• With a massive oyster crop in jeopardy due to the oil spill in the Gulf of Mexico, BC’s oyster farmers are bracing for the opportunity to potentially fill the supply shortage. Fisheries are now closed off the Louisiana Coast with no word yet as to when the fisheries may be re-opened. A Louisiana oyster typically fetches 8-12 cents on the wholesale market while BC’s oysters are closer to 30 cents a pop, so it remains to be seen how our “high-end” variety is received.
  • Vancouver Mayor Gregor Robertson has big plans for our city’s green landscape and has designs on making Vancouver the world’s greenest city. With a vision first unveiled during the 2010 Winter Olympics, Robertson flexed a $1.5 million budget to woo potential investors to our city, wining and dining CEO’s and venture capitalists. Eight companies have already made the move since the Games, bringing an estimated $60 million with them and Robertson thinks we are just getting started. The City is now marketing the Olympic Village as the “greenest neighbourhood in the world” as they try and recoup some or all of the $1.2 billion they are exposed to thus far on development that fell on seriously hard times in the financial meltdown of 2008. As city council continues too implement new changes, more is being spent on getting vehicles off the road and with that came Thursday’s $25 million commitment to 55 more kilometers of bicycle lanes over the next decade. Robertson compares the buzz on his plans to that of the Silicon Valley before the tech boom – only time will tell…

Marketwatch – A Look at the Week’s Newsmakers
Enbridge Inc (ENB) – the company, known mostly for its huge pipelines division, is looking to diversify as its traditional business matures. Enbridge is looking at electrical power transmission and gas powered-power generation as it looks to expand into new areas of electrical infrastructure. The Calgary-based company sees itself in joint venture scenarios rather than starting from scratch and is willing to look at any facet of building new electrical transmission and distributions facilities.
Magna International Inc (MG.A) –
was one of the few bright lights in Thursday’s session, soaring on strong earnings, a dividend re-instatement, and a long awaited share restructuring. Shares were up as high as 23% after CEO Frank Stronach put forth a proposal to liquidate all of the Stronach Trust’s class “B” multiple voting shares for a price tag of $863 million USD in cash and common shares. Stronach will still be the company’s largest shareholder but the re-org would ultimately shift power back to the shareholders, dropping Stronach’s voting shares from 66% to 7.5%. Beyond the proposed shift in voting structure, the company blew the doors of analysts’ earnings estimates and capped the day off with an announcement the 18 cent dividend would be re-instated.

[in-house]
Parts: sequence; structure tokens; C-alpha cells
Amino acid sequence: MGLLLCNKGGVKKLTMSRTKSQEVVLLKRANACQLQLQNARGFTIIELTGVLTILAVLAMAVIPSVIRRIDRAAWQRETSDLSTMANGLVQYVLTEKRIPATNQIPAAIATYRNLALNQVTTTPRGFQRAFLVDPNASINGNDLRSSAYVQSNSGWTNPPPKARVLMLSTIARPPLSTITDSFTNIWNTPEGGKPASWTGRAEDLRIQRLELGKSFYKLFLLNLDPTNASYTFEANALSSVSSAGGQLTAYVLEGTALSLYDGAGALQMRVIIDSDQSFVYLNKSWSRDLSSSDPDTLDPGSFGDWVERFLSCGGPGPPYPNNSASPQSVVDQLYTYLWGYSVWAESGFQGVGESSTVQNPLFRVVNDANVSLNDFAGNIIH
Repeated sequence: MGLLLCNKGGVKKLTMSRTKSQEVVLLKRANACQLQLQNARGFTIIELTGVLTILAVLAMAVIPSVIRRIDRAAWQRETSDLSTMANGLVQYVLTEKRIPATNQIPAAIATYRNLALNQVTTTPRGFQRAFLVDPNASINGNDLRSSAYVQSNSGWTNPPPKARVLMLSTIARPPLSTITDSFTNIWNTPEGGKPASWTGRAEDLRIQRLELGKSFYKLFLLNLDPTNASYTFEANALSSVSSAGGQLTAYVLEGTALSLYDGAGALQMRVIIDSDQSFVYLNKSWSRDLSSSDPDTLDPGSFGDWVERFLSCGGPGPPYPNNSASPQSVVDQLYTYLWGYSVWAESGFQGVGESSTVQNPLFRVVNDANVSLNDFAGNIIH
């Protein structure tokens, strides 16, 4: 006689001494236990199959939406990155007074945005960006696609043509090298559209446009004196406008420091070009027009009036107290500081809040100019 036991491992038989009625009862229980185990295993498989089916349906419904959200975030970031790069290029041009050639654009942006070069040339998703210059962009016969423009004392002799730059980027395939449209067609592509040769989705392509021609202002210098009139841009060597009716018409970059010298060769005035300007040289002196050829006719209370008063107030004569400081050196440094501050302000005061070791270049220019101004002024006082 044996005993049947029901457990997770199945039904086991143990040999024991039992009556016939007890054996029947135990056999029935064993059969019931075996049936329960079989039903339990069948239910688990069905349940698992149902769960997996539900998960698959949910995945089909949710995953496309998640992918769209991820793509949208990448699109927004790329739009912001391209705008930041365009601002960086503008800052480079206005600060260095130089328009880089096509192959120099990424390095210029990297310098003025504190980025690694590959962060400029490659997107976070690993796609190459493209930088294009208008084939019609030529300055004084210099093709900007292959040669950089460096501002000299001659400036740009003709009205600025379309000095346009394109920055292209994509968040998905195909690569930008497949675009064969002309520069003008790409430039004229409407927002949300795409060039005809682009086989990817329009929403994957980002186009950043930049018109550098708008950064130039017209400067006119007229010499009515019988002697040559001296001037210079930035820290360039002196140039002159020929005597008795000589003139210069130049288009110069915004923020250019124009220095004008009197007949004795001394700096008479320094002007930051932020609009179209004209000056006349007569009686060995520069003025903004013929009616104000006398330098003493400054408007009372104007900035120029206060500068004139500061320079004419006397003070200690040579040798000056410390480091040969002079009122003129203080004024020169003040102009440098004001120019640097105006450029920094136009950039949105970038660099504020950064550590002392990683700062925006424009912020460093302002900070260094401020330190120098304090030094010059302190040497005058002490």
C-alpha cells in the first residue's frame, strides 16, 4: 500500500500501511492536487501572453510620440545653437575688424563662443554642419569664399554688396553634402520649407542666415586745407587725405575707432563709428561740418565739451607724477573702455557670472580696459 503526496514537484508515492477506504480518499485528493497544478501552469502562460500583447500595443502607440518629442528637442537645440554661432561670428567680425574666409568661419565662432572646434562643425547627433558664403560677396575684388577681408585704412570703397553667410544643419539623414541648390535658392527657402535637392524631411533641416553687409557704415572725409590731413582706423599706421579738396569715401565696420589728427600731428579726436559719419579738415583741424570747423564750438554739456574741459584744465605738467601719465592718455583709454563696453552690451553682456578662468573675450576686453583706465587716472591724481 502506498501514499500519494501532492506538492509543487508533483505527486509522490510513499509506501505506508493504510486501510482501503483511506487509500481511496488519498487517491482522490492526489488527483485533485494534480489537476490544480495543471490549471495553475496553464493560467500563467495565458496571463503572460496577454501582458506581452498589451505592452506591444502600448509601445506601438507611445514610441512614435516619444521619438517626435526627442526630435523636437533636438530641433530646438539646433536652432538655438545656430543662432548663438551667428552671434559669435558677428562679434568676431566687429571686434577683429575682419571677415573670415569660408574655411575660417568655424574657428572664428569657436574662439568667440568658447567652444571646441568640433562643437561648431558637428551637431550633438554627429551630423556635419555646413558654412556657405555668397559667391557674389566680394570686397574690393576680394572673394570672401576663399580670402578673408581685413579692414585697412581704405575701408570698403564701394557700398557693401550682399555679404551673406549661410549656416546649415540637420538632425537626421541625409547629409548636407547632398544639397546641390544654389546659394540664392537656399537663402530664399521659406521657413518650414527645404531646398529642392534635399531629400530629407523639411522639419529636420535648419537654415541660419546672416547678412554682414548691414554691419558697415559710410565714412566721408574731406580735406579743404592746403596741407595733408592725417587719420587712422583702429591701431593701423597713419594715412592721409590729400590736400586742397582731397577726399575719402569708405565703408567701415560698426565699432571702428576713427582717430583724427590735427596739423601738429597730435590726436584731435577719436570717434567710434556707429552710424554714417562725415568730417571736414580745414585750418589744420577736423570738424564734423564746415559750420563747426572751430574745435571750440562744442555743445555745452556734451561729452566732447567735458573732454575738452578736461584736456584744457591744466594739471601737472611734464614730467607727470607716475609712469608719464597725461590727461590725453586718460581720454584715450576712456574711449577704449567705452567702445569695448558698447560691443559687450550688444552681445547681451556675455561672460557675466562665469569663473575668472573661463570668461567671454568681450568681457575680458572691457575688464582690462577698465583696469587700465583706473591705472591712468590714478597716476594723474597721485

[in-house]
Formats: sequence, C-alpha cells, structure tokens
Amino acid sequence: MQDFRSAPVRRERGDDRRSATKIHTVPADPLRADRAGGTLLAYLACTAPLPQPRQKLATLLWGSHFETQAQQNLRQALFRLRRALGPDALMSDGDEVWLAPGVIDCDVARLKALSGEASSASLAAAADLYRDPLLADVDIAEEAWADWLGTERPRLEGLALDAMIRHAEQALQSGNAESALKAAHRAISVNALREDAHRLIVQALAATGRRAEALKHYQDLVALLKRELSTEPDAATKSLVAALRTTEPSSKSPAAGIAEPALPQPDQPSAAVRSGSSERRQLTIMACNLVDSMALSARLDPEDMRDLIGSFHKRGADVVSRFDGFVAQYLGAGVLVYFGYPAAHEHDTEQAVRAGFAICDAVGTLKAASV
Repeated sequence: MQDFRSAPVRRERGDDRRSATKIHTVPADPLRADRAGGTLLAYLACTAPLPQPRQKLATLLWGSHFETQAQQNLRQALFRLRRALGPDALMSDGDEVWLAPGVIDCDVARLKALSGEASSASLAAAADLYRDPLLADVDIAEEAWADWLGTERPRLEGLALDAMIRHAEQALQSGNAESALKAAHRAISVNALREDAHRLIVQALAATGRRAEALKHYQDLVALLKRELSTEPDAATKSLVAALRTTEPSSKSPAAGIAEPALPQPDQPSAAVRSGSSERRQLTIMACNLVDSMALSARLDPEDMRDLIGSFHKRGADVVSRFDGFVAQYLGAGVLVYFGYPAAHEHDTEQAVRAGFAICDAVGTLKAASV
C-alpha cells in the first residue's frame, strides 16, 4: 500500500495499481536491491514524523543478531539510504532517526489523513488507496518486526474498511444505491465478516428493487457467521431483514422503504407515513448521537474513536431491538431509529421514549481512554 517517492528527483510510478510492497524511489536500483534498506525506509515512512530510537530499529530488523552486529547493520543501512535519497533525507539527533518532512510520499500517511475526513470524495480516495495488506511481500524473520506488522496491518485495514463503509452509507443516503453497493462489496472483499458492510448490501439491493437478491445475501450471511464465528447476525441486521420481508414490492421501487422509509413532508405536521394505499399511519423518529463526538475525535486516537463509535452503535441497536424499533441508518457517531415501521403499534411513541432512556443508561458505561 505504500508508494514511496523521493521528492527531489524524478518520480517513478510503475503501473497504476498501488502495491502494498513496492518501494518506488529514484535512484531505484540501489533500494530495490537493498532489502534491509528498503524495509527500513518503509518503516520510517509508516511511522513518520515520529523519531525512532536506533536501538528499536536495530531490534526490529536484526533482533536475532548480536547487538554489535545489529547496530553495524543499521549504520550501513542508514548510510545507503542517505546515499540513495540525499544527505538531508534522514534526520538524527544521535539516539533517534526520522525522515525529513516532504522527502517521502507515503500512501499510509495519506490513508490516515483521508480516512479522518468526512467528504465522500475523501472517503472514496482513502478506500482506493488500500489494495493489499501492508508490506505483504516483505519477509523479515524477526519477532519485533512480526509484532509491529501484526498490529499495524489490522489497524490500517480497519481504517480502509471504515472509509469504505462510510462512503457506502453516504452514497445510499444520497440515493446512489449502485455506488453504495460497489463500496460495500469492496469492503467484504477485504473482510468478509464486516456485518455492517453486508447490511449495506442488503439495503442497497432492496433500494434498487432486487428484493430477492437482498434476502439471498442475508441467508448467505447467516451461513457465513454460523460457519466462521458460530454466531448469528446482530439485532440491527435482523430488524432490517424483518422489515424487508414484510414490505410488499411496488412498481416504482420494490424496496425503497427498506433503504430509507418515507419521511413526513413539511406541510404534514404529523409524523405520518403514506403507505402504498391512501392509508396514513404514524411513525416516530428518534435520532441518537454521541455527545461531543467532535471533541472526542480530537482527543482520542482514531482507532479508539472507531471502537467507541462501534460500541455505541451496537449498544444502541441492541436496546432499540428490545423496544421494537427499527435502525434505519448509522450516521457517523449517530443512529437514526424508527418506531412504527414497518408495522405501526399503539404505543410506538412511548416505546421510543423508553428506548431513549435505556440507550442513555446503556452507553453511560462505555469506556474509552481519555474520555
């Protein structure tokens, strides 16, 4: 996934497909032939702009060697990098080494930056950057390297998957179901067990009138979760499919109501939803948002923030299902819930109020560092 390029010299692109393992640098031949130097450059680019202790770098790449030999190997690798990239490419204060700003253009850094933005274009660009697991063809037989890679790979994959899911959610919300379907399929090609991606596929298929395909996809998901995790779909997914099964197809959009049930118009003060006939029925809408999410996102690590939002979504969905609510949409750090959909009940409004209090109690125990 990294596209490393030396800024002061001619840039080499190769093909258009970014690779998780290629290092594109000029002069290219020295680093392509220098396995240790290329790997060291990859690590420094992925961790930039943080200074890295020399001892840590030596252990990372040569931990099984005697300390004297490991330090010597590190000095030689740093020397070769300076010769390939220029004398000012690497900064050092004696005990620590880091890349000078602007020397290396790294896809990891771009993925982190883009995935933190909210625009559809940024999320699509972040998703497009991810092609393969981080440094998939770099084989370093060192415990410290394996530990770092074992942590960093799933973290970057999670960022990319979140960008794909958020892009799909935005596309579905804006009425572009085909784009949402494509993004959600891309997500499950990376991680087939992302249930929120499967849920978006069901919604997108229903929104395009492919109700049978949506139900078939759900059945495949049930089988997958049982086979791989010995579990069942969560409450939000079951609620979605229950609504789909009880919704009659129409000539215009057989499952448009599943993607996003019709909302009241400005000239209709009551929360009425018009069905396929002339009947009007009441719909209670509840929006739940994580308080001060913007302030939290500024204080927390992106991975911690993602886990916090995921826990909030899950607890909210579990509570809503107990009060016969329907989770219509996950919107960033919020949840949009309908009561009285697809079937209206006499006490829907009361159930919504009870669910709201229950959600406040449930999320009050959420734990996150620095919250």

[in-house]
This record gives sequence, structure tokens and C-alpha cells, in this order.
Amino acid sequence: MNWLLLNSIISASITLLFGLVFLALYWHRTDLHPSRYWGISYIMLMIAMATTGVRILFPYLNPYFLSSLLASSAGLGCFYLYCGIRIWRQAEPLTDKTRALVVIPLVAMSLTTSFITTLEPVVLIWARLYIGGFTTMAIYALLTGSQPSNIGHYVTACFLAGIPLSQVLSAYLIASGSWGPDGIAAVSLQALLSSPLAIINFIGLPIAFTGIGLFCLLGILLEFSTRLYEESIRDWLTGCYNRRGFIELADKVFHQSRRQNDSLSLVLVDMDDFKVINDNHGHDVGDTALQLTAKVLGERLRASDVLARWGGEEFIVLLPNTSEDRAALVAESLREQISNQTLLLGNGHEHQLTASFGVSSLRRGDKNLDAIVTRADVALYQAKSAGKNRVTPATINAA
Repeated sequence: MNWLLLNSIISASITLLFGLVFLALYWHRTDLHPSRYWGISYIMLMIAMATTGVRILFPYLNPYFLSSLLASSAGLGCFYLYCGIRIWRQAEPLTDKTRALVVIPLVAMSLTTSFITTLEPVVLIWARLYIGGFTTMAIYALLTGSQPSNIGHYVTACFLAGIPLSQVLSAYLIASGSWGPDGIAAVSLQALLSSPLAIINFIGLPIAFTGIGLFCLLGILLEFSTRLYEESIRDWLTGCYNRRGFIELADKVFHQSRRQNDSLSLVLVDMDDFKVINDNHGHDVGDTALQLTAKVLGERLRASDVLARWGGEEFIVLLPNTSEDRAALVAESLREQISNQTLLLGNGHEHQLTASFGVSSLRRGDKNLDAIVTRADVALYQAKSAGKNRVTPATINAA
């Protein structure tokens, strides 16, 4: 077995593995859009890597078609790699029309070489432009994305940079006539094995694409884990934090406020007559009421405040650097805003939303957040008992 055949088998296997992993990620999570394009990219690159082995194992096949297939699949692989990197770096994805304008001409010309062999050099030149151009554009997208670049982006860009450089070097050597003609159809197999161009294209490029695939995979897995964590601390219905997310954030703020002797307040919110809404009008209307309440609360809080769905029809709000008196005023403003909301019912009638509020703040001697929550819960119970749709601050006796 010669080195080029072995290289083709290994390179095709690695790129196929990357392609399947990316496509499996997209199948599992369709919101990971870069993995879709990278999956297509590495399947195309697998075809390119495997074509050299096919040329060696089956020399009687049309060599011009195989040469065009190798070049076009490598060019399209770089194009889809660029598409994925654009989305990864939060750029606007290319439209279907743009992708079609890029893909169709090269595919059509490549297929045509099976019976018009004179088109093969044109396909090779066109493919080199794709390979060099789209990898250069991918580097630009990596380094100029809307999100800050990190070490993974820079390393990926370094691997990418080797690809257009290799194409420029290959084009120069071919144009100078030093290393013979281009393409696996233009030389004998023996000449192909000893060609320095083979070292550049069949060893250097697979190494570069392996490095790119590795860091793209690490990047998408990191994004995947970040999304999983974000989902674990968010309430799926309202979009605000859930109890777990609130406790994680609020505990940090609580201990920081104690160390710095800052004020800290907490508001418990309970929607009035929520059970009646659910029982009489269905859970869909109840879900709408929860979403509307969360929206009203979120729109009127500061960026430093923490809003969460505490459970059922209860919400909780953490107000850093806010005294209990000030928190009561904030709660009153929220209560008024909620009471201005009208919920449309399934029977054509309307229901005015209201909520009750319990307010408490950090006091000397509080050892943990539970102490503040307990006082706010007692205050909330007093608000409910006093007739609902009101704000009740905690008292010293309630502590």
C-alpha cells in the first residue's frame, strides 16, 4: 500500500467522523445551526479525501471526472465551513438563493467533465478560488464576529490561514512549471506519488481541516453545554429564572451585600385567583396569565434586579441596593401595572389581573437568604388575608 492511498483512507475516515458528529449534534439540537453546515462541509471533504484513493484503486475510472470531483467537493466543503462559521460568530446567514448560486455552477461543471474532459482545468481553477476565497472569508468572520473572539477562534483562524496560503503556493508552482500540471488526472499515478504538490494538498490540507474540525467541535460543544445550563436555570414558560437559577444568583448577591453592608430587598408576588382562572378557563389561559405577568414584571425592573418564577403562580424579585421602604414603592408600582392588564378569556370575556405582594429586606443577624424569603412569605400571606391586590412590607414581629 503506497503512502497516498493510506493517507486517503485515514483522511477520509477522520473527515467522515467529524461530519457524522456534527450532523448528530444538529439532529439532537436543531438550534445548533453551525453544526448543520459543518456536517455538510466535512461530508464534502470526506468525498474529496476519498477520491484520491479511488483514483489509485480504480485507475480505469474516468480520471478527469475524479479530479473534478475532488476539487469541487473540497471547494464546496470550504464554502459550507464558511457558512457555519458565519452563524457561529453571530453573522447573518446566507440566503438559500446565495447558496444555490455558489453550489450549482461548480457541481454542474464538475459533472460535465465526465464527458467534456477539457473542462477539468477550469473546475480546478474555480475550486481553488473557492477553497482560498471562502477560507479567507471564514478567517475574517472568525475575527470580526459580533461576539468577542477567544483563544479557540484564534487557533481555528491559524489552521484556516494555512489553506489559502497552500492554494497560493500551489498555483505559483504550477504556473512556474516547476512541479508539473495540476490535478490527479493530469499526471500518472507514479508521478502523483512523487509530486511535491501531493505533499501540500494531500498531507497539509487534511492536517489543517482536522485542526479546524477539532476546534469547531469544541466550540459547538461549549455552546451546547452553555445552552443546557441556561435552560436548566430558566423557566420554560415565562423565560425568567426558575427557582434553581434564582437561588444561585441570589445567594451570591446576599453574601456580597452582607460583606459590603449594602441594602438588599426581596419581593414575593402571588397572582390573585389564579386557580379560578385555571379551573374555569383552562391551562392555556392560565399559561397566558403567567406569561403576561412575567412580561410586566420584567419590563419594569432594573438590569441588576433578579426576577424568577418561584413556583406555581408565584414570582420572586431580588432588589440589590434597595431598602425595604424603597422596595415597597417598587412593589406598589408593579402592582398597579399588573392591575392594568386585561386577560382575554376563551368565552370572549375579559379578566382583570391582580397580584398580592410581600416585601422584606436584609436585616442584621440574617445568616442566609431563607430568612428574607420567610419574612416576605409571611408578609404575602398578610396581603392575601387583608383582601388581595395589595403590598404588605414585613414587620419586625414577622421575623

Ventana Gold Corp (VEN)
– announced Friday they have resolved disputes with Minera La Bodega and Minera De La Baja, two privately-held Columbian companies, to acquire all mineral rights, key surface rights, easements, equipment and facilities, and related intangibles on both properties. This finally eliminates the black cloud that has been cast over Ventana since the two companies changed their stance and went back on a deal negotiated in late 2008 early ’09. Investors are hoping this will pave the way for a long-anticipated takeout of Ventana’s prized Columbian assets which ironically issued phenomenal drill results in conjunction with the press release. In order to satisfy Bodega and Baja, VEN has agreed to pay $48 million to have free and clear title on the assets.

“Quote of the Day”
“The nice thing about egotists is that they don’t talk about other people.” – Lucille S. Harper


JAMIE SWITZER | Raymond James Ltd.
Senior Vice President, Financial Advisor
North Vancouver IAS
PH: 604.981.3355 | FAX: 604.981.3376

MARC LATTA | Raymond James Ltd.
Senior Vice President, Financial Advisor
PH:604-981-3366 | FAX: 604.981.3376

Suite 480, 171 West Esplanade
North Vancouver, British Columbia

This newsletter expresses the opinions of the writers, Marc Latta and Jamie Switzer, and not necessarily those of Raymond James Ltd. (RJL)  Statistics and factual data and other information are from sources believed to be reliable but their accuracy cannot be guaranteed. It is for information purposes only and is not to be construed as an offer or solicitation for the sale or purchase of securities.  It is not meant to provide legal, taxation, or account advice; as each situation is different, please seek advice based on your specific circumstance. RJL and its officers, directors, employees and their families may from time to time invest in the securities discussed in this newsletter. It is intended for distribution only in those jurisdictions where RJL is registered as a dealer in securities. Any distribution or dissemination of this newsletter in any other jurisdiction is strictly prohibited. This newsletter is not intended for nor should it be distributed to any person residing in the USA. Within the last 12 months, Raymond James Ltd. has undertaken an underwriting liability or has provided advice for a fee with respect to the securities of the Royal Bank of Canada. Raymond James Ltd is a member of the Canadian Investor Protection Fund.